The Board of the Millennium Challenge Corporation (MCC) of the United States (US) has hailed Ghana's draft compact to access the Millennium Challenge Account (MCA).
The Minister of Public Sector Reforms, Dr Paa Kwesi Nduom, who made this known in an interview yesterday, said at its meeting last Friday, the MCA Board expressed delight at the draft compact submitted by Ghana.
He, however, indicated that the board would meet again in the first week of next month to consider whether or not to accept the draft compact, after which it would submit the document to the US Congress for final approval.
Dr Nduom led a Ghanaian delegation to the US recently to negotiate for the compact to access about $500 million from the MCA.
The delegation included experts from the Ministries of Finance and Economic Planning and Lands, Forestry and Mines. Others were from the Bank of Ghana (BoG) and private sector consultants.
Briefing the Daily Graphic on the outcome of the negotiations, Dr Nduom said they had been very successful and that the MCC representatives felt confident about Ghana's draft compact.
“As far as the team is concerned, we have achieved our objective,” he said, adding that what Ghanaians should be concerned about now was the implementation process of the programme to make it successful.
Dr Nduom said Ghana would have a foretaste of the MCA next month, with a $3.2 million grant, following an agreement signed by the two parties to that effect during the negotiations.
That amount is not part of the $500 million to be accessed from the account. He said there was a provision in the compact which would allow Ghana to utilise about $10 million out of the $500 million to be accessed on preparatory work on the programme after the signing of the compact.
The minister said the two parties negotiated on all aspects of the draft compact, such as infrastructure, community services, agriculture, procurement, land, governance in terms of the management of the programme and an agreement for the BoG to provide banking services.
Dr Nduom explained that after considering the draft compact, the MCC Board, chaired by the American Secretary of State, Ms Condoleeza Rice, would submit it to the US Congress next month for its consideration.
He said if, after two weeks of submitting the compact to Congress, no objection was raised against it, arrangements would then be finalised for the release of the money.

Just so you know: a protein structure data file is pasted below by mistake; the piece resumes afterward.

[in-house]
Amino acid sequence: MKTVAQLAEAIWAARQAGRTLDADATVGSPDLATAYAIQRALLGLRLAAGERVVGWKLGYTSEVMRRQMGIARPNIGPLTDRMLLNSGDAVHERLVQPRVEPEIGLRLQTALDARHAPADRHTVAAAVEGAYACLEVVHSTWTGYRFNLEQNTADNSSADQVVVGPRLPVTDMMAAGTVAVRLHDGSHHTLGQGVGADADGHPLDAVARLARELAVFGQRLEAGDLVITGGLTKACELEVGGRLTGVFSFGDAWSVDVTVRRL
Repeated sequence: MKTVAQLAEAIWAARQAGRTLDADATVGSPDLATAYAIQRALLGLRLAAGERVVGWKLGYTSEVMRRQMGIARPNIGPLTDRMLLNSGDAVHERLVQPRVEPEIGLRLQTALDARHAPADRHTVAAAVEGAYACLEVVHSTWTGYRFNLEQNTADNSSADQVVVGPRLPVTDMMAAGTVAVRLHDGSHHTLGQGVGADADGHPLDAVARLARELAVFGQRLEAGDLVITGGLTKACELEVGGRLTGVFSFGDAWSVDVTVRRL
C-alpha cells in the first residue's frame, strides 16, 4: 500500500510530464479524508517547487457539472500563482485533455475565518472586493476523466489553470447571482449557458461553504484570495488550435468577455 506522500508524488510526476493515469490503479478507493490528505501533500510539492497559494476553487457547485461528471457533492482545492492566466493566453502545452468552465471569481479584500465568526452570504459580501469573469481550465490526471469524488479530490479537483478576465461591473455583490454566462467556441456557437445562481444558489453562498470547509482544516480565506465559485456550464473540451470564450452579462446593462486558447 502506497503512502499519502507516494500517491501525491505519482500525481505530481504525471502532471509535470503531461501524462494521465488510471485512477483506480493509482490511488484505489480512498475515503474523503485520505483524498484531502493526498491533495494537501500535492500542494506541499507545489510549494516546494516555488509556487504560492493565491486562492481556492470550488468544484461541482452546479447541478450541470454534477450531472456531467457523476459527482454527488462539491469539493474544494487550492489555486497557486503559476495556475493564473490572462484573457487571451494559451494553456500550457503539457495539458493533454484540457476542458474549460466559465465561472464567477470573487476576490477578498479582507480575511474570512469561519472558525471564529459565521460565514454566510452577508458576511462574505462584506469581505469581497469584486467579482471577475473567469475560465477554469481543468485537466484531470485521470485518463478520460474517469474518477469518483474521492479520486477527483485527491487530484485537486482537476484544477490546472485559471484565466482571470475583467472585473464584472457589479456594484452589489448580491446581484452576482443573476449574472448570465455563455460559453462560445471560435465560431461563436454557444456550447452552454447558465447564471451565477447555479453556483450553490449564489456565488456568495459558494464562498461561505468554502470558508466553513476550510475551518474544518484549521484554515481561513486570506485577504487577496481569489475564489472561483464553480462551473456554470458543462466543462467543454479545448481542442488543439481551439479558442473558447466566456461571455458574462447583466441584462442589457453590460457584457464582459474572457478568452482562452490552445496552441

Asked when all those processes would be completed, the minister said they would not go beyond the middle of August this year.
He said at that time, the two parties would sign the compact, after which the document would come into force within 60 days and that would mark the beginning of the drawing of the money.
Dr Nduom commended the technical team of MCA-Ghana for doing a very good job in drafting the country's proposal.
Commenting on the description of Ghana's proposal as very ambitious, he said it was for a good purpose, adding that the Americans were hoping to test that ambition.
There has been a lot of hue and cry as to why some districts, especially those in the north which are in the ranks of poor districts, are not considered for the programme.
Responding to those concerns, Dr Nduom described them as unfortunate, saying no region was disqualified in the selection of districts to benefit from the programme.
He said the selection was not done on a regional basis but in a manner to get the right results and demonstrate the viability and sustainability of the programme.
Dr Nduom said it was not true that the north had been sidelined, pointing out that the Northern Region, for instance, had five districts selected to benefit from the programme.
He said there were districts in the Western Region which also qualified for selection in terms of the poverty criterion but which were not selected, saying there was nothing untoward in the selection process.
According to him, since the programme started, no aspect of it had been hidden from the public, indicating that the President talked about it in his State of the Nation Address, while Parliament also discussed it on the floor of the House, during which some members from both sides of the House expressed concern that their districts had been left out.
Dr Nduom said the interest being shown in the programme should not be seen as a negative thing but a positive indication that people were recognising the MCA as something good.
He said the challenge for the country now was the successful implementation of the programme to enable Ghana to quickly go back and access the MCA again so that other districts could also benefit.
Dr Nduom said the MCA was very important and crucial to the nation's development and so there was the need to treat it carefully for all to understand its purpose.
He said the MCA was not just about money being given out by the US government for the sake of it but money to be invested to yield positive results, for which reason there was the need to identify the areas where the right results would be obtained for investment.
The Project Manager of MCA-Ghana, Mr Matthew E. Armah, said Ghana's MCA draft compact was about the most comprehensive proposal from all the beneficiary countries and expressed the hope that the document would become a reference material for other countries.
He made it clear that the MCA programme was not a poverty alleviation programme but an initiative which required a return on investment of about 13 per cent.
Mr Armah said the MCA programme was a unique opportunity for Ghana to move the nation forward because, for once, the country had access to a huge sum of money for its development along lines which had been developed by Ghanaians themselves.
He said if the programme was implemented well, it would be a catalyst for more funds from other development partners to support the country's development.